10 percent of the class attends under open enrollment from other districts.
Not long ago, Minnesota educators might have frowned upon such marketing efforts; trying to poach students from neighboring districts was seen as dirty pool. Not any more. Recently, Swiecichowski was driving her car when she heard a radio spot for a private school touting the fact that it taught the Constitution. It made her laugh: What high school doesn’t teach the basics of American government?
“The reality is that private schools have been doing this the whole time,” Swiecichowski says of Minnetonka’s marketing efforts. “We leave a void that gets filled in when we let our competition define us.”
None of this is news to Colin Sokolowski, public-relations director for Mounds View Public Schools, another district with the kind of enviable reputation that attracts students from neighboring communities. (The district serves Mounds View, New Brighton, Arden Hills, Shoreview, North Oaks, and parts of Vadnais Heights and Roseville.) His annual marketing costs are covered by the state dollars brought in by just two open-enrollment students. “Talk about your break-even points,” he says.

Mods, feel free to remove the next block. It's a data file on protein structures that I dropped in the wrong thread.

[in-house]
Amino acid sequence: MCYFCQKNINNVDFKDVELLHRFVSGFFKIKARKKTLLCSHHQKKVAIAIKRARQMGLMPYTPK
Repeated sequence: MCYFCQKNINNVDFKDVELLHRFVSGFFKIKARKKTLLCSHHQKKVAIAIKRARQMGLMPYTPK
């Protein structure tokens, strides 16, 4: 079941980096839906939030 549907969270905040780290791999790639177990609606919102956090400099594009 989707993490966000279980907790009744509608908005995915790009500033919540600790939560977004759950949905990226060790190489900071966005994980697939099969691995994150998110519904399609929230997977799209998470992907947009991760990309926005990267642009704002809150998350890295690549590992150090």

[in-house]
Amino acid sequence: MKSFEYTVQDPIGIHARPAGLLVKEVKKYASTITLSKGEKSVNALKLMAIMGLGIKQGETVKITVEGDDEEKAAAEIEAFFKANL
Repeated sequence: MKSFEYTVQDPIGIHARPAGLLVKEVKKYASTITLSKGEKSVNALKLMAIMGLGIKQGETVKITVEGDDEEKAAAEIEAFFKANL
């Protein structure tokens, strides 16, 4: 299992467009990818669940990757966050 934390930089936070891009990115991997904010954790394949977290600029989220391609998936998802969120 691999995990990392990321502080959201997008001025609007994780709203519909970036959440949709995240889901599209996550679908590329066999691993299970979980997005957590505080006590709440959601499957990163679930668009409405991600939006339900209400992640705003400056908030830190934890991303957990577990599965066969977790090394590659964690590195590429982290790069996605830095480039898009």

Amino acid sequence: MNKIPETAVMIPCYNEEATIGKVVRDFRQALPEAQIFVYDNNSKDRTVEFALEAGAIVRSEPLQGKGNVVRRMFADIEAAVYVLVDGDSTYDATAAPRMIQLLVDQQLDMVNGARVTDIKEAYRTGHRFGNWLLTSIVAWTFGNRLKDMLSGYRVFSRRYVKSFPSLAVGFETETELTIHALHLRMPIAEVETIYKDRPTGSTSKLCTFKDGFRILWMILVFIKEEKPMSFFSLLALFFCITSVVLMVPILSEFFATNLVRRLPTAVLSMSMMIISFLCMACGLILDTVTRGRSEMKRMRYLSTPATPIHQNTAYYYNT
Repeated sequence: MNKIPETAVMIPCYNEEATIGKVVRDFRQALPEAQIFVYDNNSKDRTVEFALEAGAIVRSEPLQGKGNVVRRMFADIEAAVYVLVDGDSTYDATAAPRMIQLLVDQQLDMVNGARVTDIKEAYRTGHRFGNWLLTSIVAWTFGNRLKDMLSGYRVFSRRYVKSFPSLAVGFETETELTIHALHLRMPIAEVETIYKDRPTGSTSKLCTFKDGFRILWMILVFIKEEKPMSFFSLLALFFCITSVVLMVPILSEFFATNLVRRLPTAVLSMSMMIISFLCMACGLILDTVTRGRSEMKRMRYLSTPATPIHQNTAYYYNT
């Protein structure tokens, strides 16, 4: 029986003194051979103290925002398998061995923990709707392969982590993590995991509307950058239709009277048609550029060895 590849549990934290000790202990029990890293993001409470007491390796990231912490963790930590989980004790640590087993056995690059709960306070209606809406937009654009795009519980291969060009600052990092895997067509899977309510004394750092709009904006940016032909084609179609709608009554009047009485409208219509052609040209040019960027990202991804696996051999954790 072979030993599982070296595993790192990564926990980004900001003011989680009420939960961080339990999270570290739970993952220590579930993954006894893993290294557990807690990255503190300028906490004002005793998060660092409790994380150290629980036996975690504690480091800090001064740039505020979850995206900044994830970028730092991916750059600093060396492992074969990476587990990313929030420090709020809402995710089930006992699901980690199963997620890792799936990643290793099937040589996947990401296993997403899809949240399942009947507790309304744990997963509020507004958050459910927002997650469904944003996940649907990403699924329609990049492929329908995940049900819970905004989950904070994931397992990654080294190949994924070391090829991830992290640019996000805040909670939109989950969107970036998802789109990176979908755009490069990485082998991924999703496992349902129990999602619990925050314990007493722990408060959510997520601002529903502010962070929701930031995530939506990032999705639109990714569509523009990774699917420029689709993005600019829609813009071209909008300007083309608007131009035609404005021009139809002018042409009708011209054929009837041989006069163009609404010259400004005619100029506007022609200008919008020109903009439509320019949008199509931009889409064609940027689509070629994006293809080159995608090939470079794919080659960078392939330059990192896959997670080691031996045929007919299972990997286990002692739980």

Like Minnetonka, Mounds View’s principal competition is private schools, something the district tackles head-on. “We’re pretty bold in saying we can match the performance of private schools—because we can measure that,” says Sokolowski. “We go through our test scores and say we are one of the top 10 school districts in the state in terms of achievement.”
The message isn’t just aimed at prospective families. With state funding shrinking and enrollment contingent on quality programming, Minnesota school districts are more dependent than ever on local residents’ willingness to pay extra taxes. Voters, however, are increasingly likely to reject referendum requests.
Here again, the declining birth rate comes into play. In most metro districts, only about 20 percent of residents have kids. So schools need to market to non-parents. Mounds View mails a newsletter to every household in the district, and periodically sends more detailed, two-page letters on specific issues to a list of 150 “community opinion leaders”—Realtors, youth sports organizers, and others. The result: Mounds View’s last two levies have passed—one in a year when similar levies in neighboring districts failed.